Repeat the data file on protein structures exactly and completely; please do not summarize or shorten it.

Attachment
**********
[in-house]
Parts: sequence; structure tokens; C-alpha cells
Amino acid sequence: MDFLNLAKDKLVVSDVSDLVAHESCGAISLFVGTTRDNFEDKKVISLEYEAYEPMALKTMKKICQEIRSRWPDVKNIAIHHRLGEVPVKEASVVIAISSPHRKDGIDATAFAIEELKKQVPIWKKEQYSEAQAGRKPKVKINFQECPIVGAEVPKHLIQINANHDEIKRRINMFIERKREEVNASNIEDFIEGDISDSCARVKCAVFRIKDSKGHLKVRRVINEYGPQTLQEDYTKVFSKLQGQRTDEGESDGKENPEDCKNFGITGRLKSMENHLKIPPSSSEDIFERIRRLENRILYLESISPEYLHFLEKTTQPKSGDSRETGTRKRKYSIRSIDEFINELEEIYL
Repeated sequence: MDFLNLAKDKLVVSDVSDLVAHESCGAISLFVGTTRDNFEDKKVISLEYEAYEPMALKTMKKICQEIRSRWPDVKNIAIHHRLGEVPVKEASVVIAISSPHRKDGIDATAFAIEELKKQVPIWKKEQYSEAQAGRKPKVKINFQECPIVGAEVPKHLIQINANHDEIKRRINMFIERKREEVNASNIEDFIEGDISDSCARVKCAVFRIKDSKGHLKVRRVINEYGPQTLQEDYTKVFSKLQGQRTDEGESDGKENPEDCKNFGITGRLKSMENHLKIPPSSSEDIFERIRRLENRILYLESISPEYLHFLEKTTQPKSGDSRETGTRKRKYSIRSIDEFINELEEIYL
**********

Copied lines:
[in-house]
Parts: sequence; structure tokens; C-alpha cells
Amino acid sequence: MDFLNLAKDKLVVSDVSDLVAHESCGAISLFVGTTRDNFEDKKVISLEYEAYEPMALKTMKKICQEIRSRWPDVKNIAIHHRLGEVPVKEASVVIAISSPHRKDGIDATAFAIEELKKQVPIWKKEQYSEAQAGRKPKVKINFQECPIVGAEVPKHLIQINANHDEIKRRINMFIERKREEVNASNIEDFIEGDISDSCARVKCAVFRIKDSKGHLKVRRVINEYGPQTLQEDYTKVFSKLQGQRTDEGESDGKENPEDCKNFGITGRLKSMENHLKIPPSSSEDIFERIRRLENRILYLESISPEYLHFLEKTTQPKSGDSRETGTRKRKYSIRSIDEFINELEEIYL
Repeated sequence: MDFLNLAKDKLVVSDVSDLVAHESCGAISLFVGTTRDNFEDKKVISLEYEAYEPMALKTMKKICQEIRSRWPDVKNIAIHHRLGEVPVKEASVVIAISSPHRKDGIDATAFAIEELKKQVPIWKKEQYSEAQAGRKPKVKINFQECPIVGAEVPKHLIQINANHDEIKRRINMFIERKREEVNASNIEDFIEGDISDSCARVKCAVFRIKDSKGHLKVRRVINEYGPQTLQEDYTKVFSKLQGQRTDEGESDGKENPEDCKNFGITGRLKSMENHLKIPPSSSEDIFERIRRLENRILYLESISPEYLHFLEKTTQPKSGDSRETGTRKRKYSIRSIDEFINELEEIYL